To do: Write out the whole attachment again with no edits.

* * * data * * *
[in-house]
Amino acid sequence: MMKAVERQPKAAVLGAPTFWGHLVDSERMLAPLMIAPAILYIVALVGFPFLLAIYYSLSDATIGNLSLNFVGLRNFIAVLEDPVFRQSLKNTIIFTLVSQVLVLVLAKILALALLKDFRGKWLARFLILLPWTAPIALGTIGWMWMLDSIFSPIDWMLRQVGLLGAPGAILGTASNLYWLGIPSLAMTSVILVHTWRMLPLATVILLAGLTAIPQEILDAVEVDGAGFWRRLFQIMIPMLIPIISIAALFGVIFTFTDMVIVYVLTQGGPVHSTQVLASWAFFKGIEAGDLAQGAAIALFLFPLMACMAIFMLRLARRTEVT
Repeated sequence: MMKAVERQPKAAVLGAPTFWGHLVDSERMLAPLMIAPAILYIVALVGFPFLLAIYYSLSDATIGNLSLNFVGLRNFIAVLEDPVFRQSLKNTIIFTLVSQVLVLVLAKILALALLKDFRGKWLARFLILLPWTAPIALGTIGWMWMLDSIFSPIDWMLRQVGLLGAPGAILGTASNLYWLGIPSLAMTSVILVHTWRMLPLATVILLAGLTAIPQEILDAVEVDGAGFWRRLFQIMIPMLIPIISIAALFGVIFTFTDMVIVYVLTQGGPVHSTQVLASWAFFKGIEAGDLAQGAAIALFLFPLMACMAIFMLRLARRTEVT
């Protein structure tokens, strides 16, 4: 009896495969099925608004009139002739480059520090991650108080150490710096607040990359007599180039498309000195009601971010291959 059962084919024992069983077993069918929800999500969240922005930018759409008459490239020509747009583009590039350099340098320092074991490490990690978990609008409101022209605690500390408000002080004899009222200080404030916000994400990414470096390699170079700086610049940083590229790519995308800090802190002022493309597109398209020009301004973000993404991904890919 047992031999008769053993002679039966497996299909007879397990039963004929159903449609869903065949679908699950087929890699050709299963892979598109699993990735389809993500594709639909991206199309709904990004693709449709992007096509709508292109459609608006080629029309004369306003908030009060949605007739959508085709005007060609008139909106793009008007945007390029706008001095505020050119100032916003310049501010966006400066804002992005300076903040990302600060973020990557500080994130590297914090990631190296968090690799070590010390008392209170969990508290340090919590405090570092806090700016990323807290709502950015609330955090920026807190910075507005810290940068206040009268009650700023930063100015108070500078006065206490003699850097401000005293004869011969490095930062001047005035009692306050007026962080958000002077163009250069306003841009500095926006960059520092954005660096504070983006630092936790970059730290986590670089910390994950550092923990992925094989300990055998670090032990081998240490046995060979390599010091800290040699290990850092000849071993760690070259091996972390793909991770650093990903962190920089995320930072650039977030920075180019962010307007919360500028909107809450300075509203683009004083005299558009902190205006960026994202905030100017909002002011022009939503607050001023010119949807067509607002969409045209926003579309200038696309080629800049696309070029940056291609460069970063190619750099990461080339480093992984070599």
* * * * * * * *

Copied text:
[in-house]
Amino acid sequence: MMKAVERQPKAAVLGAPTFWGHLVDSERMLAPLMIAPAILYIVALVGFPFLLAIYYSLSDATIGNLSLNFVGLRNFIAVLEDPVFRQSLKNTIIFTLVSQVLVLVLAKILALALLKDFRGKWLARFLILLPWTAPIALGTIGWMWMLDSIFSPIDWMLRQVGLLGAPGAILGTASNLYWLGIPSLAMTSVILVHTWRMLPLATVILLAGLTAIPQEILDAVEVDGAGFWRRLFQIMIPMLIPIISIAALFGVIFTFTDMVIVYVLTQGGPVHSTQVLASWAFFKGIEAGDLAQGAAIALFLFPLMACMAIFMLRLARRTEVT
Repeated sequence: MMKAVERQPKAAVLGAPTFWGHLVDSERMLAPLMIAPAILYIVALVGFPFLLAIYYSLSDATIGNLSLNFVGLRNFIAVLEDPVFRQSLKNTIIFTLVSQVLVLVLAKILALALLKDFRGKWLARFLILLPWTAPIALGTIGWMWMLDSIFSPIDWMLRQVGLLGAPGAILGTASNLYWLGIPSLAMTSVILVHTWRMLPLATVILLAGLTAIPQEILDAVEVDGAGFWRRLFQIMIPMLIPIISIAALFGVIFTFTDMVIVYVLTQGGPVHSTQVLASWAFFKGIEAGDLAQGAAIALFLFPLMACMAIFMLRLARRTEVT
């Protein structure tokens, strides 16, 4: 009896495969099925608004009139002739480059520090991650108080150490710096607040990359007599180039498309000195009601971010291959 059962084919024992069983077993069918929800999500969240922005930018759409008459490239020509747009583009590039350099340098320092074991490490990690978990609008409101022209605690500390408000002080004899009222200080404030916000994400990414470096390699170079700086610049940083590229790519995308800090802190002022493309597109398209020009301004973000993404991904890919 047992031999008769053993002679039966497996299909007879397990039963004929159903449609869903065949679908699950087929890699050709299963892979598109699993990735389809993500594709639909991206199309709904990004693709449709992007096509709508292109459609608006080629029309004369306003908030009060949605007739959508085709005007060609008139909106793009008007945007390029706008001095505020050119100032916003310049501010966006400066804002992005300076903040990302600060973020990557500080994130590297914090990631190296968090690799070590010390008392209170969990508290340090919590405090570092806090700016990323807290709502950015609330955090920026807190910075507005810290940068206040009268009650700023930063100015108070500078006065206490003699850097401000005293004869011969490095930062001047005035009692306050007026962080958000002077163009250069306003841009500095926006960059520092954005660096504070983006630092936790970059730290986590670089910390994950550092923990992925094989300990055998670090032990081998240490046995060979390599010091800290040699290990850092000849071993760690070259091996972390793909991770650093990903962190920089995320930072650039977030920075180019962010307007919360500028909107809450300075509203683009004083005299558009902190205006960026994202905030100017909002002011022009939503607050001023010119949807067509607002969409045209926003579309200038696309080629800049696309070029940056291609460069970063190619750099990461080339480093992984070599």